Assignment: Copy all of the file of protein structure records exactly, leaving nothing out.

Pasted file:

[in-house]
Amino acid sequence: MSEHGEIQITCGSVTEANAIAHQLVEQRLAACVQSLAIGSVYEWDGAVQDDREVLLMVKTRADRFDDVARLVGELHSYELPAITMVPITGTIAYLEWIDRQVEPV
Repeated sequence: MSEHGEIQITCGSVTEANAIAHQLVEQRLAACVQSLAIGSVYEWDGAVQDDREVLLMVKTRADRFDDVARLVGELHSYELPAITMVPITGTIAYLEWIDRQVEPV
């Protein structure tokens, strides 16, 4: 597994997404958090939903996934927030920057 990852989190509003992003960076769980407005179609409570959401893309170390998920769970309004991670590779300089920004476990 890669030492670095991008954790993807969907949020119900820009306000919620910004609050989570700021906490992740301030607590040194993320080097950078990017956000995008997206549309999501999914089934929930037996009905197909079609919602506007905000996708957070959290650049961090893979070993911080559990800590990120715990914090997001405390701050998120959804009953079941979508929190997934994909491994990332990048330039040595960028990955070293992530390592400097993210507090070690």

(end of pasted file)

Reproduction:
[in-house]
Amino acid sequence: MSEHGEIQITCGSVTEANAIAHQLVEQRLAACVQSLAIGSVYEWDGAVQDDREVLLMVKTRADRFDDVARLVGELHSYELPAITMVPITGTIAYLEWIDRQVEPV
Repeated sequence: MSEHGEIQITCGSVTEANAIAHQLVEQRLAACVQSLAIGSVYEWDGAVQDDREVLLMVKTRADRFDDVARLVGELHSYELPAITMVPITGTIAYLEWIDRQVEPV
């Protein structure tokens, strides 16, 4: 597994997404958090939903996934927030920057 990852989190509003992003960076769980407005179609409570959401893309170390998920769970309004991670590779300089920004476990 890669030492670095991008954790993807969907949020119900820009306000919620910004609050989570700021906490992740301030607590040194993320080097950078990017956000995008997206549309999501999914089934929930037996009905197909079609919602506007905000996708957070959290650049961090893979070993911080559990800590990120715990914090997001405390701050998120959804009953079941979508929190997934994909491994990332990048330039040595960028990955070293992530390592400097993210507090070690």